11/11/11

Yesterday, as I trained for a marathon I broke down thinking about how 11/11/11 was the beginning of bad news.  I remember sitting in a waiting room feeling like a warrior.  I was a Lupus survivor, mother of 3 with a healthy happy family just going in for a simple MRI.  After my MRI, I was quietly escorted from the public waiting room to a private room for a phone call from the doctor, and so the journey began. My potential MS symptoms matched with the two lesions they discovered on my spine.

I drove home and called, my rock, my dad.  He promised me that doctors knew nothing and that I was fine.  The miracle man guaranteed me a life with no pain and suffering and I believed him.

In less than 6 months I was in a different hospital back in yet another private room hearing another doctor tell me that my dad had cancer.  As my dad danced around the room promising me another miracle, I couldn’t be as optimistic and broke down.  You could tell that this was a different talk from his team.

We fought hard for miracles and his first round of chemo was considered a home run, according to his oncologist.

During that time Cal, my niece, and his youngest granddaughter would be diagnosed with MLD.  He fought that diagnosis with his faith and we argued about what terminal meant.  After Cals diagnosis the second round of chemo was not a home run.

Dad and I spent the next months having some intense discussions about the power of prayer and miracles. I argued that we cannot pick our miracles.  We are not promised a life without pain and suffering, and sometimes we have to redefine what we view as a miracle.  Sometimes we have to fight for those miracles. Our family was not immune to pain because God was not our private genie in a bottle. Babies could be terminal and spiritual men could die. We were not allowed to define our pain threshold. In my typical harsh way, we argued and cried. I never left his side but I couldn’t pretend that his youngest grandchild was going to escape MLD simply because of his connection to God.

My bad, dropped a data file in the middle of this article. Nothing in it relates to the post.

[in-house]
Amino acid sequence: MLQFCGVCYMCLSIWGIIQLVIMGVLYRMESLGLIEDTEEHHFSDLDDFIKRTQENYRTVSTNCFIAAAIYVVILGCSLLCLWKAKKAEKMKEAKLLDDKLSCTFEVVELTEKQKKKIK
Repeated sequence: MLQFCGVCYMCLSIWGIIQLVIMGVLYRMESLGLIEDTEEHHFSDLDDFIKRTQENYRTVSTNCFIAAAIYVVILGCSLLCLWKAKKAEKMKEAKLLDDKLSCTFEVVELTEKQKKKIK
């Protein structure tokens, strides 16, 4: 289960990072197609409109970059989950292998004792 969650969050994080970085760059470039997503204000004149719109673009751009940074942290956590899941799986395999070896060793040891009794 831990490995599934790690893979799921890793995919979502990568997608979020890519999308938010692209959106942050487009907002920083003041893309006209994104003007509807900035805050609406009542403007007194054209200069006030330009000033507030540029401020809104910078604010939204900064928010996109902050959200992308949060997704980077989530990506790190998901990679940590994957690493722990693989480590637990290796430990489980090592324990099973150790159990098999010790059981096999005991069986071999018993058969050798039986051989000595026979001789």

However, I defended the miracles man’s decision to not sign a DNR and I secretly dreamed that he would get on a plane to Greece for one of his famous pilgrimages and come back cured.

Instead, he declined quickly, as did Cal.

Within months my dad and Cal both entered hospice care.  I had no idea what hospice meant, but now I was screaming at hospice nurses to fight for my dad to stay alive. I pleaded with my dad to fight for a miracle, but it doesn’t work that way. In 2013 I lost my miracle man, just a few days after the birthday I share with Callie.

Cal is still in hospice, and I am witnessing those miracles that Dad promised.  My neurologist cannot understand the progression of my disease.  He considers my MS to be subtle, and because of research, fundraising, and mothers like my sister, MLD kids are going to school. Cal won’t be one of those kids, but without Cal and the other families that have witnessed this disease, this wouldn’t have happened.

Running a marathon is such a small part of that miracle but that is how it works. It’s a lot of people doing small things that build up to real change.

I broke down on my run because I wanted to apologize to my dad for arguing about miracles.  I wanted to tell him I was fighting for miracles because of him and everything he promised me.

 

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